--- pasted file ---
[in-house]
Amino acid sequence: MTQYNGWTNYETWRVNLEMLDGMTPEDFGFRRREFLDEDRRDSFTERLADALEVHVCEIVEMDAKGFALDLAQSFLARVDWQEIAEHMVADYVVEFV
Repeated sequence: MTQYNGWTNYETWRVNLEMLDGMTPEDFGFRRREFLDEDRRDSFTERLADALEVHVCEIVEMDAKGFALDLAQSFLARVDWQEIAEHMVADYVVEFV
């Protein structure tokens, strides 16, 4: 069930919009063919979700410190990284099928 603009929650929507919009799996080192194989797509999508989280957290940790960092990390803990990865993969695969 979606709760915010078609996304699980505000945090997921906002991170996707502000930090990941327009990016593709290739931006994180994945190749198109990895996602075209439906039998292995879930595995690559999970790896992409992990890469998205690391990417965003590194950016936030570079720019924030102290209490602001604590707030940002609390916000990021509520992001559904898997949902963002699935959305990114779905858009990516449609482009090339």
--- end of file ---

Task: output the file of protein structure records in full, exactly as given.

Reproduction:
[in-house]
Amino acid sequence: MTQYNGWTNYETWRVNLEMLDGMTPEDFGFRRREFLDEDRRDSFTERLADALEVHVCEIVEMDAKGFALDLAQSFLARVDWQEIAEHMVADYVVEFV
Repeated sequence: MTQYNGWTNYETWRVNLEMLDGMTPEDFGFRRREFLDEDRRDSFTERLADALEVHVCEIVEMDAKGFALDLAQSFLARVDWQEIAEHMVADYVVEFV
């Protein structure tokens, strides 16, 4: 069930919009063919979700410190990284099928 603009929650929507919009799996080192194989797509999508989280957290940790960092990390803990990865993969695969 979606709760915010078609996304699980505000945090997921906002991170996707502000930090990941327009990016593709290739931006994180994945190749198109990895996602075209439906039998292995879930595995690559999970790896992409992990890469998205690391990417965003590194950016936030570079720019924030102290209490602001604590707030940002609390916000990021509520992001559904898997949902963002699935959305990114779905858009990516449609482009090339």